Luna Moth

The Luna moth (Actias luna) is one of the most stunning moths found in North America. Its wingspan is 3 to 4.5 inches and is a sea-foam green to yellow color. The Luna moth is also known as the American Moon Moth and is common in South Carolina. Luna moths are a saturniid moth, which uses its wing patterns as a defense mechanism against predators. The Luna moth, like most moths, are nocturnal meaning they are predominately active at night, but sightings can occur during the day. Luna moths like forested areas and deciduous woodlands, but can be attracted to well-lighted areas at night.
Luna moths have a range that stretches as far west as Texas and up to Canada. Luna moths that live in Canada and bordering states produce one brood or generation per year (May-July). In the Ohio River Valley, Luna moths produce two generations per year. In the deep south, Luna moths can have three generations in one year (March-September). Different generations of Luna moths can be distinguished by their colors. Spring generations of Luna moths have a vivid sea-foam green color, while the generations that follow are more yellow in color. The spring generation have a purple to reddish-purple outer wing margin, while the later generations will have a yellow margin.
Male Luna moths tend to be a lighter shade of green and are slightly smaller than females. Female Luna moths have a fuzzy, slender antennae, whereas the male antennae fan out like a feather.
Luna moth caterpillars are lime green with yellow lines and reddish-orange spots running down both sides. The caterpillars feed on many types of trees including alder, birch beech, red maple, white oak, wild cherry, hazelnut, hickories, pecan, walnut, persimmon, sweetgum, willows, and smooth sumac. The Luna moth caterpillar molts five times over 3-4 weeks before it will spin a cocoon. It takes 2-3 weeks for the cocoon to be spun in a tree. The cocoon will fall to the ground in leaf litter where it is safely camouflaged and protected from winter.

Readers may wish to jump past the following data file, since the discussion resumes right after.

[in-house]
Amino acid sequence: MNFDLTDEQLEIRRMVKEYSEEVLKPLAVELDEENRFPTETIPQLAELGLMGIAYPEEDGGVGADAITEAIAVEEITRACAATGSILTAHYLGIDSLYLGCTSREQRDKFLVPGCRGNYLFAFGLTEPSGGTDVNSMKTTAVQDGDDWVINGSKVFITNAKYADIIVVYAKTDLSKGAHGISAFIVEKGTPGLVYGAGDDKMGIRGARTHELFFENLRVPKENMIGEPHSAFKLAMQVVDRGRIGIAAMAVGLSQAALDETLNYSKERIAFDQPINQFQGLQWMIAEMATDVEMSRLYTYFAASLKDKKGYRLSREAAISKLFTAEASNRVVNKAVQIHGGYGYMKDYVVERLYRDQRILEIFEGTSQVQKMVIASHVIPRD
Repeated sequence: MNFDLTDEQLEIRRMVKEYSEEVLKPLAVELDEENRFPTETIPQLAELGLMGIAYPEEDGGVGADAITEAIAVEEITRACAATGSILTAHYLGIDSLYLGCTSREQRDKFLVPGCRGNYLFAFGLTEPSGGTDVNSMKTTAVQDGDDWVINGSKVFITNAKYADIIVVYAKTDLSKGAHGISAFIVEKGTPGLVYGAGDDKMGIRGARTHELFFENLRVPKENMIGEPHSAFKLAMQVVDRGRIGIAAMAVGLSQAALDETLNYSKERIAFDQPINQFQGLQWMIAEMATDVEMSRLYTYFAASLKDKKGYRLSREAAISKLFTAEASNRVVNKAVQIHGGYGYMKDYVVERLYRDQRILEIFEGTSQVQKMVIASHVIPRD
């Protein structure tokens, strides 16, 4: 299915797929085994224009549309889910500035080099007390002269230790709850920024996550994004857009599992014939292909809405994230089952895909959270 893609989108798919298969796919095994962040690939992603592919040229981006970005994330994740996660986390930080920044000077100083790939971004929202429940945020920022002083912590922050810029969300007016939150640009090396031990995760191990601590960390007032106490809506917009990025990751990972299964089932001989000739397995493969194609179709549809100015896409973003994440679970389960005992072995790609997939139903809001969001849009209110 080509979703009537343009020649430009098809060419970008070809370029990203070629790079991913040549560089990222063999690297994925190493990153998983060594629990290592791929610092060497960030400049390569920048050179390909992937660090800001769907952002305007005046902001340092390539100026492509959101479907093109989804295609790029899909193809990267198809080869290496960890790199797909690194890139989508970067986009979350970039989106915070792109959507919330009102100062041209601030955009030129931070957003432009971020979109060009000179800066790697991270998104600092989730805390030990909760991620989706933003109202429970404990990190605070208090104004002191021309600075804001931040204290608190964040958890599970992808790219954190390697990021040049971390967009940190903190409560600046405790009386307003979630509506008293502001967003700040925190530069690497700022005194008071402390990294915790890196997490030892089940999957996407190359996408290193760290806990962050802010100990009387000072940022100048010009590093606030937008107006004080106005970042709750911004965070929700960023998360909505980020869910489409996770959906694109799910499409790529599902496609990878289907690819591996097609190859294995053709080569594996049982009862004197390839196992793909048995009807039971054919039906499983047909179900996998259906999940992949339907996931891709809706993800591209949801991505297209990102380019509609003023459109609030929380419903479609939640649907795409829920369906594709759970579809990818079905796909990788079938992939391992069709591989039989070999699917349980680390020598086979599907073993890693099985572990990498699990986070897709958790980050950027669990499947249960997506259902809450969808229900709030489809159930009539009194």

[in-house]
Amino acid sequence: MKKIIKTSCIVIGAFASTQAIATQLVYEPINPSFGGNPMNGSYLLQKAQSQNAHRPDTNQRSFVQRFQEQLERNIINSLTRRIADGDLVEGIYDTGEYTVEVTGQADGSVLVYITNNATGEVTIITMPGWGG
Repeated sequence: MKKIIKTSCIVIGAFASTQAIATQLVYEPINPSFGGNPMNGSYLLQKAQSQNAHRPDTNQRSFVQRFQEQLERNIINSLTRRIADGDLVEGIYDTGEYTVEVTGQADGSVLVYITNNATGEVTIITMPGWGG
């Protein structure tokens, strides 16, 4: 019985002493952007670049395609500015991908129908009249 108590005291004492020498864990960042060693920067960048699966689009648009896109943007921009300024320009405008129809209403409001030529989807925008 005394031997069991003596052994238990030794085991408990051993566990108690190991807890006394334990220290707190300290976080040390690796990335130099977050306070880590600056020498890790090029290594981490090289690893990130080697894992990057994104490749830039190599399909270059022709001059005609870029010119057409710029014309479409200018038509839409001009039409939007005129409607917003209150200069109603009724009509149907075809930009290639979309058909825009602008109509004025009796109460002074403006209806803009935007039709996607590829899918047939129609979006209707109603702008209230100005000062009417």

The Luna moth adult will emerge from a cocoon in the morning and climb to a structure where it can expand its wings and dry throughout the day. The Luna moth, like other silk moths do not feed as adults. The food for adults is stored during the caterpillar stage. Luna moths live about one week after emerging from the cocoon. Males can fly long distances to mate with females if necessary. Once females lay eggs, they die.
A few predators of the Luna moth include owls, bats, bald-face hornets, parasitic wasps, and ground beetles. The Luna moth does have natural defense mechanisms though. The wing pattern allows the moth to easily camouflage itself against a tree bark or in fallen leaf litter. Eyespots on all four wings help to confuse predators and assist to misguiding an attack to less vulnerable locations of the body. The long hindwing tails help to disrupt echolocation used by bats during the hunt. Caterpillars deter predators by rearing up the front portion of its body and making a clicking nose with its mandibles and will regurgitate a distasteful fluid as a warning.
Although Luna moths are not an endangered species, fewer sightings are occurring. Issues that may contribute to the rarity of sightings include habitat degradation and fragmentation, light pollution (disrupt mating behavior), and the accumulation of pesticides in the environment.
Keep a lookout for these majestic moths, especially in well-lit areas at night.
For more information on Luna moth, please visit the Home and Garden Information Center website at hgic.clemson.edu. Tune in on Tuesday nights to watch “Making it Grow” at 7pm on SCETV or mig.org. Email Outen at [email protected].
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